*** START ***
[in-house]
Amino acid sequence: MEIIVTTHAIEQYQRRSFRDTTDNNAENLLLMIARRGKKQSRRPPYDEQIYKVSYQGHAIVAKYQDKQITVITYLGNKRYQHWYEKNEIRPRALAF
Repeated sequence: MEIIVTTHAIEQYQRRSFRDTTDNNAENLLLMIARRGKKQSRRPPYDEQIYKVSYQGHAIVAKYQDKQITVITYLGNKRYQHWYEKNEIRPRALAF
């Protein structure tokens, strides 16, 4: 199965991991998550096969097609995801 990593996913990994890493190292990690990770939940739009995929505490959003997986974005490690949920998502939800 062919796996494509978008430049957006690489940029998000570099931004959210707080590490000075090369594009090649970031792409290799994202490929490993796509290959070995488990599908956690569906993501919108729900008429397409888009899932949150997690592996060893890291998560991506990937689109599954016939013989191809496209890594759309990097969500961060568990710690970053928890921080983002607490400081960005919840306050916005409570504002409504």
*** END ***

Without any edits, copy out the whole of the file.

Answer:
[in-house]
Amino acid sequence: MEIIVTTHAIEQYQRRSFRDTTDNNAENLLLMIARRGKKQSRRPPYDEQIYKVSYQGHAIVAKYQDKQITVITYLGNKRYQHWYEKNEIRPRALAF
Repeated sequence: MEIIVTTHAIEQYQRRSFRDTTDNNAENLLLMIARRGKKQSRRPPYDEQIYKVSYQGHAIVAKYQDKQITVITYLGNKRYQHWYEKNEIRPRALAF
């Protein structure tokens, strides 16, 4: 199965991991998550096969097609995801 990593996913990994890493190292990690990770939940739009995929505490959003997986974005490690949920998502939800 062919796996494509978008430049957006690489940029998000570099931004959210707080590490000075090369594009090649970031792409290799994202490929490993796509290959070995488990599908956690569906993501919108729900008429397409888009899932949150997690592996060893890291998560991506990937689109599954016939013989191809496209890594759309990097969500961060568990710690970053928890921080983002607490400081960005919840306050916005409570504002409504």